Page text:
I’ve found a couple more cycling ads from Transport for London on YouTube, this time promoting the Tour de France starting here this weekend.

The first is a three-minute promo that was shown at the official launch of the Prologue in London in February.

The audio is Bloc Party’s So Here We Are.

The second spot is called Get Behind The Yellow Jersey.

It has a distinctively French feel courtesy of the music (not sure of the track though).

I’ve caught it a couple of times on TV but it was also on the big screen at Victoria Station while I was waiting for a train last week.

A lot of people stopped to watch it and it made me well up with pride that the world’s most prestigious cycling event was about to start in our city.


Cycling clothing label Rapha is hosting a party to celebrate the start of the Tour de France in London on Saturday, July 7th.

Organisers are hoping more than 500 people will join a planned ride from Speaker’s Corner in Hyde Park to the party at London Fields.

At London Fields there will be a barbecue, drinks, music, a roller race and screens replaying the Prologue.

The route will take in Primrose Hill, Highgate and Crouch End and a map should be available on the Rapha site shortly.

UPDATE [June 30]

A map of the 13 mile (22km) route is available as a pdf from Rapha here.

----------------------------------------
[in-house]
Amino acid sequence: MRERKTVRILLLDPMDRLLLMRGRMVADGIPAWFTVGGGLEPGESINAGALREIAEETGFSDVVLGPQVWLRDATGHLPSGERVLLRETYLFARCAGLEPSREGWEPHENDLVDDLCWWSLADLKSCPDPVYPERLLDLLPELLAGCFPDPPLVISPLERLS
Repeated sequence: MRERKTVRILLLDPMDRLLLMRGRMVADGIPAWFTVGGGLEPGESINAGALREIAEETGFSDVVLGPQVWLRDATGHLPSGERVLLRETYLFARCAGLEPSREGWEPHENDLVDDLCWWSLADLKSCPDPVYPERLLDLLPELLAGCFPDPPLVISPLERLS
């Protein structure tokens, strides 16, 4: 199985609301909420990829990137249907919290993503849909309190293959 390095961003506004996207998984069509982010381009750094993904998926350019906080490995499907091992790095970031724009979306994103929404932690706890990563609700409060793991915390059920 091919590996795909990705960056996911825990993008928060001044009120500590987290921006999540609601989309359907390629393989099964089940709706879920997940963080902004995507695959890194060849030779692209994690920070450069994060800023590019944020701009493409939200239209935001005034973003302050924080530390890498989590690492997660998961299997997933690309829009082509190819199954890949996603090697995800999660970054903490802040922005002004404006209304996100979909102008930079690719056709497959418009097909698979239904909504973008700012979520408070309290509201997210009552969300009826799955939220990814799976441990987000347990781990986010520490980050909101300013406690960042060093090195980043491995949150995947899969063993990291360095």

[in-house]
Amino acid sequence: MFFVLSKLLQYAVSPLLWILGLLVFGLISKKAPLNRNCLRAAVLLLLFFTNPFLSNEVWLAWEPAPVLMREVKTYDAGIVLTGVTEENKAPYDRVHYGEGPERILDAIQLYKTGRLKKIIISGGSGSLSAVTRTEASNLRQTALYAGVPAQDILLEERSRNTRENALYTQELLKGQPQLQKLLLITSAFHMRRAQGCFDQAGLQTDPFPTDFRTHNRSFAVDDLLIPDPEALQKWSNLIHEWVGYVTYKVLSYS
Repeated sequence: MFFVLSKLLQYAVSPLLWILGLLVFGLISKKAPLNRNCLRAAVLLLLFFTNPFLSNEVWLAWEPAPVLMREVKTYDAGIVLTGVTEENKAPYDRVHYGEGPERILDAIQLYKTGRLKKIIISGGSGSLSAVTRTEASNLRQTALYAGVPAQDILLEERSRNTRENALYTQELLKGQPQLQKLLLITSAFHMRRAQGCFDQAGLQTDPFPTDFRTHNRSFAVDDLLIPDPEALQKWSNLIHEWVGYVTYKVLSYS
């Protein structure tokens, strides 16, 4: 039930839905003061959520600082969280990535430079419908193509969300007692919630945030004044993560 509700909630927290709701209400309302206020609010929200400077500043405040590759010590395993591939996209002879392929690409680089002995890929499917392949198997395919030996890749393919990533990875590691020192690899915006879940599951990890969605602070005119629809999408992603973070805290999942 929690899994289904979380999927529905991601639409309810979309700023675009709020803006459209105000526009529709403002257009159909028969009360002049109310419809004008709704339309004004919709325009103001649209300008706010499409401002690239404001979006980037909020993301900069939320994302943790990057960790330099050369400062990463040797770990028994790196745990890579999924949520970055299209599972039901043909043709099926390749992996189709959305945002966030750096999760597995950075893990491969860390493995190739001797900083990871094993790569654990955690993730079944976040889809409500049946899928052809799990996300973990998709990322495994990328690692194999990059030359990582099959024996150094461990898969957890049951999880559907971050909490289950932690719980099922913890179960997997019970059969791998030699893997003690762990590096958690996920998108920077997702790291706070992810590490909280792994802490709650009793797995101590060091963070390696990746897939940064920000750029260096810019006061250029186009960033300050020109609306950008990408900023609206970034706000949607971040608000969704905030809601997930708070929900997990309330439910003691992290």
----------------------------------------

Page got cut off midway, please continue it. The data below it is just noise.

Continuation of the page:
It is also on Bikely here.

I had the pleasure of receiving this stunning visual history of the world’s most famous cycling event last week.

Originally published in 2003, this paperback edition of Le Tour has recently been updated by Collins to coincide with the 2007 Tour de France.

The images in the book cover all aspects of the life of the Tour, from road-side spectators to competitors, marshals and majestic scenery.

The Guardian’s Matt Seaton says the book “provides possibly the most vivid and least familiar impressions of the Tour’s real character” because it uses pictures from independent photo agencies rather than the Tour’s official photo archive.

The pictures tend to look less like sports photography and far more like intensely personal photojournalism in the traditions of Paris Match and Life.

There is very little text throughout the book with concise captions providing the context for each picture and only a few paragraphs describing the Tour’s evolution through each decade.

I just loved looking back at what cycling’s pioneers went through as they laid the foundations for legends like Fausto Coppi and Eddy Merckx who in turn prepared it for modern heroes like Bernard Hinault and Lance Armstrong.

The train operator is offering both one day (£18) and three day tickets (£34) for unlimited travel across its network from July 6-8 but is reported to have banned bikes from all services during the event.

That seems a rather strange decision but it may not be entirely true.

The company’s site says it will only allow folding bikes on services too and from the event which I presume means bikes are still free to travel on the the rest of the network.

Given that the Tour is one of the world’s most popular sporting events, bikes on trains are bound to be just as welcome as during peak commuting times.